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The Billingham Buoy

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  • The Billingham Buoy

    It’s all in the Bs.
    The B Buoy on the cityfront of San Francisco.
    Bob “Buddha” Billingham. And I know Bob’s not in love with that nickname . . .
    Just as he knows he can’t quite escape it. This comes up because the renaming of the B Buoy became official on the night of March 25, at the St. Francis Sailing Foundation’s 2014 auction fundraiser—think Olympic sailors, disabled sailors, underprivileged youth—where the biggest chunk of the $100,000+ take came, not in the form of bidding on stuff to take home, but in the form of contributions to said renaming.
    we have the Billingham Buoy.

    It’s out of the water for painting at the moment, but soon it will be back in the water in the traditional spot just off the windows of the St. Francis Yacht Club, a familiar sight to thousands of sailors. What would prompt such an outpouring? Well, it’s more than Bob’s list of successes in business or sailing, that’s for sure. It’s somewhere in a realm that you can’t quite put your finger on, somewhere between incredible physical power and a quiet, self-effacing regard for everyone around him. And the successes. And the contributions. Long service on the St. Francis Foundation. Long service with the US Olympic Committee. Winning AC crew in 1992, and so on.

    As a project manager, Bob has run America’s Cup campaigns, and he was the facilities manager for America’s Cup 34—meaning that his job description was to produce miracles. But my favorite Billingham moment goes back to 1988, when he was middle crew and, yes, project manager for an Olympic Soling campaign with John Kostecki driving and Will Baylis on the bow. Not long before it was time to take off for the Games at Pusan and a silver medal, Kostecki and Billingham were in front of an audience on the SF cityfront.

    Someone asked them if they needed more money.
    In the same breath, John said “No.” Bob said “yes.”

    There are plenty of people who have strong feelings about the Bs and the new Billingham Buoy. Further contributions can be made via the St. Francis Sailing Foundation web site.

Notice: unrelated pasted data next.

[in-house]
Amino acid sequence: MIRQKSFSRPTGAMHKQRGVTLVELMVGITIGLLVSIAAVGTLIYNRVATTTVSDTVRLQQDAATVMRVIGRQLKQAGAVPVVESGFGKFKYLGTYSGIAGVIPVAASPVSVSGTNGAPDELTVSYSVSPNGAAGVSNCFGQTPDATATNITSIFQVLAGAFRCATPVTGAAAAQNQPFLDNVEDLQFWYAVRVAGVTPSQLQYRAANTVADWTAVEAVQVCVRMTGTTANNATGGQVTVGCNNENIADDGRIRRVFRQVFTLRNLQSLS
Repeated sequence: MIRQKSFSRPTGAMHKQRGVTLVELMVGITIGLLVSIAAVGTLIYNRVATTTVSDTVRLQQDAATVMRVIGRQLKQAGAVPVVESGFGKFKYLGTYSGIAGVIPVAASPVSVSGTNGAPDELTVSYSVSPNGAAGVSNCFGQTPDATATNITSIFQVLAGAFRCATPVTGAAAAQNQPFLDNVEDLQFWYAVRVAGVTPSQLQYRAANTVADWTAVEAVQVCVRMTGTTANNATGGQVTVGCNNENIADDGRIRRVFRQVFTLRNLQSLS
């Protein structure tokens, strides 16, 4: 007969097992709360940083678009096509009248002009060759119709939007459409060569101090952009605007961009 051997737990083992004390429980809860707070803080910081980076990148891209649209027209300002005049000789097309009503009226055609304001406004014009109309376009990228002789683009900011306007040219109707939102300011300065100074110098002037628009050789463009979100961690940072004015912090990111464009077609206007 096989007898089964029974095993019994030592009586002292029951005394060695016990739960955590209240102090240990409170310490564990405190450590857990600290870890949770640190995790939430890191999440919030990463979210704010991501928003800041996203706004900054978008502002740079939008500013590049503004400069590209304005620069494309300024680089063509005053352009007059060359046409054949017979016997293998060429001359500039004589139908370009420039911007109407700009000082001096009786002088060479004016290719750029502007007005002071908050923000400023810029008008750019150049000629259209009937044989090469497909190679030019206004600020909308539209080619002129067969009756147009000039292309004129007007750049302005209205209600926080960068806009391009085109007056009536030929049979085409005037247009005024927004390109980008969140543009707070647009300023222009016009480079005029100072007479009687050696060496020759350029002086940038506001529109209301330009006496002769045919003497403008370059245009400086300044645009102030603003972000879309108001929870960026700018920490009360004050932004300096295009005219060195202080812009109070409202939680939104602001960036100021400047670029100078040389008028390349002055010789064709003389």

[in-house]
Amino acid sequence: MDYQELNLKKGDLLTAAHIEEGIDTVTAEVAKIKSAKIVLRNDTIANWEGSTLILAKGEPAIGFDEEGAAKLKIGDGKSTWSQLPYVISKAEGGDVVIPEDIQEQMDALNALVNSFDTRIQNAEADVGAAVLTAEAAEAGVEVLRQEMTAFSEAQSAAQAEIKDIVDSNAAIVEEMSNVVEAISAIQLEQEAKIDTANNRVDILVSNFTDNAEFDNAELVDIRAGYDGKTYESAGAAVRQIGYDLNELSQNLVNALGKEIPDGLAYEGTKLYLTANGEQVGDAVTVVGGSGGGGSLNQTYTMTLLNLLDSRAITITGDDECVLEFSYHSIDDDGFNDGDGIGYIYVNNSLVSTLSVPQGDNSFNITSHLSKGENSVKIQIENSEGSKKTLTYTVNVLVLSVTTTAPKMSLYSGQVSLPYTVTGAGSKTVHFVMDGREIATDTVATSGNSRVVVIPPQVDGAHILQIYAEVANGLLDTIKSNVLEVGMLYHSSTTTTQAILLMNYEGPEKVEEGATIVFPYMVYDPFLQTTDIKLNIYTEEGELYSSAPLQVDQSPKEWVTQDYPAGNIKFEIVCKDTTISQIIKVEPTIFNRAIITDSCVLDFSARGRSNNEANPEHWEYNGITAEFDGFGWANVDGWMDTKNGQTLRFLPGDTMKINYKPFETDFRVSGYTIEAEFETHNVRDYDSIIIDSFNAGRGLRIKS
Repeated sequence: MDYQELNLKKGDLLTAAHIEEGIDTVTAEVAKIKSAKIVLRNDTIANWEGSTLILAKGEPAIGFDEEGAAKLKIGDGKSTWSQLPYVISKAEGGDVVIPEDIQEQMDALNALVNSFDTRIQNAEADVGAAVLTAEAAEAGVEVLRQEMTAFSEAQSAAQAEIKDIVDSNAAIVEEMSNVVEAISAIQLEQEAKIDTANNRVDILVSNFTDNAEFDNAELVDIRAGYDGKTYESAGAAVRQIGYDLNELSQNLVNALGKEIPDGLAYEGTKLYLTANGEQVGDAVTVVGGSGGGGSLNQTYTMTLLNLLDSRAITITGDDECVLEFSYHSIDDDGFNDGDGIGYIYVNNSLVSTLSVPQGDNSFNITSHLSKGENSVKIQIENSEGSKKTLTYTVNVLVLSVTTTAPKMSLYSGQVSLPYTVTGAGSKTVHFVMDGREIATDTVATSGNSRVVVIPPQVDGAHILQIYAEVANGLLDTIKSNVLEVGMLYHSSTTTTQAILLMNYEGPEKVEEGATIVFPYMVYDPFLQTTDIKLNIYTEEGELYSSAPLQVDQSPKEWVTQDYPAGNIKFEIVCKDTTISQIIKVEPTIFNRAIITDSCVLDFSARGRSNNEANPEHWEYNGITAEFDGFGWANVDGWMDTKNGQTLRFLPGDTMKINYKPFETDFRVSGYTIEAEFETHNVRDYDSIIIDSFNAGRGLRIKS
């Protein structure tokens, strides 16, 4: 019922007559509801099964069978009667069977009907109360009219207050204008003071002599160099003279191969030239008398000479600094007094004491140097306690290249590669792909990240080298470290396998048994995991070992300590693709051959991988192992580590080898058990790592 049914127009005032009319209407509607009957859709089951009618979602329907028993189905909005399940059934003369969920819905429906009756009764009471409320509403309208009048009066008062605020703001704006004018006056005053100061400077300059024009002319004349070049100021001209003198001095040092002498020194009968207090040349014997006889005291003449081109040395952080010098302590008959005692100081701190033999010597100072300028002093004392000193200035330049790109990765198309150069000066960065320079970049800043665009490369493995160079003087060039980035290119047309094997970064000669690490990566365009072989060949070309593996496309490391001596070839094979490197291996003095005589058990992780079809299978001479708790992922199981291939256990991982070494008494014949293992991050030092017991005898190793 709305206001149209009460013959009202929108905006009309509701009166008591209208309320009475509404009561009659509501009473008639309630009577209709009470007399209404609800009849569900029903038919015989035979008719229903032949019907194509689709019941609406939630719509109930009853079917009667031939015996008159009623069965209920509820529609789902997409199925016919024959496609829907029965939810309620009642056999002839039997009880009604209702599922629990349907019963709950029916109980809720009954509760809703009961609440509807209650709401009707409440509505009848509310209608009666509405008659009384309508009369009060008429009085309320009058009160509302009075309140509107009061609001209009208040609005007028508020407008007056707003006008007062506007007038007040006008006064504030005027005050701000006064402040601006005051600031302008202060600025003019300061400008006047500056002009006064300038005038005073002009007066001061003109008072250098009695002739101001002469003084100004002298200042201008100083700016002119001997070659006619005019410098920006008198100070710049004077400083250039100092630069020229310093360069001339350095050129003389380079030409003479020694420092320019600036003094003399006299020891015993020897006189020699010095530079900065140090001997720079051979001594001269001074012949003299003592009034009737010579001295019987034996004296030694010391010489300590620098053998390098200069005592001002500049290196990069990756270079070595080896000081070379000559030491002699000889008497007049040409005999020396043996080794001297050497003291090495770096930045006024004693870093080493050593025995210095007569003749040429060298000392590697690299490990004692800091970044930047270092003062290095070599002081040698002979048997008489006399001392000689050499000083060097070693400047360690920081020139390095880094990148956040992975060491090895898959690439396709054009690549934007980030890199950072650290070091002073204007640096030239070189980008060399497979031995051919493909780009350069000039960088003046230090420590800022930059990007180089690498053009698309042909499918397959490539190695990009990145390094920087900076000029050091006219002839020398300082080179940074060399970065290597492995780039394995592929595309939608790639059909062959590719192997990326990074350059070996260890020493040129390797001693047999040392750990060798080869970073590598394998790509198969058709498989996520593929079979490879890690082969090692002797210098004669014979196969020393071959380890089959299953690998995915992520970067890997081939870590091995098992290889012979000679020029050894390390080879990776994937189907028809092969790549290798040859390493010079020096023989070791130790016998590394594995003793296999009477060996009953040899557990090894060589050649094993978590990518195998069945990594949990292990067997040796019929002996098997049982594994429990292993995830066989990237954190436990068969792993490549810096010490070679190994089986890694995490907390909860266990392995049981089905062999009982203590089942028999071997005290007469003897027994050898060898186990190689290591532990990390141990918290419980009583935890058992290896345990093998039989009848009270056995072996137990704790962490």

Bob, thanks for saying “yes” again. To the renaming—Kimball
    " I just found out my nest egg has salmonella" Photo Gallery

  • #2
    Unfortunately I understand that Bob passed over the bar this past weekend having succumbed to cancer after a valiant battle. Fair winds Bob..


    • #3
      So sorry to here.

      Condolences to the Billinghams.


      • #4
        Fair winds Bob, ye shall be missed!


        • #5
          RIP Hobie Alter and Bob Billingham
          By Kimball Livingston Posted March 31, 2014

          The news hit me when I was living life to the full and feeling every minute of it.
          Somehow, that seems right.

          The last time I saw Bob Billingham, he was setting up to do America’s Cup commentary in a setting that, as Project Manager, he had orchestrated. He showed no sign of the cancer or the treatments that had been in his foreground for years, and I never heard a word out of his own mouth about them. Nothing slowed Bob down until he hit the wall, and he hit the wall fast forward. In 2013, I heard a friend say that the America’s Cup was keeping him alive – to fill its demands – but Bob disappeared over the winter, and I started hearing of a fast slide, not to be talked about openly. Bob was never afraid of having a public presence, as long as it wasn’t “about” him.

          Only a week ago I was writing about the naming of a racing mark in his honor, the Billingham Buoy, a mark on the cityfront of San Francisco. But I was fully briefed to not say what many of us knew, that Bob had run out of time. He died only five days later at home in Grass Valley, California, surrounded by family.
          Hobie Alter? The man altered our world. From surfboards to an off-the-beach catamaran culture all its own to a 22-foot monohull type than can still win races, Hobie was a man, a name, a brand and a lifestyle. He once explained himself by way of saying that his goal in life was to “never have to wear hard-soled shoes or live east of the Pacific Coast Highway.” If he turned into a mountain man later on, well, he never was much on rules, even his own.

          Thank you, Bob. Thank you, Hobie.

          " I just found out my nest egg has salmonella"

 Photo Gallery


          • #6
            Sad news. Condolences to family.


            • #7
              Fair Winds Buddah!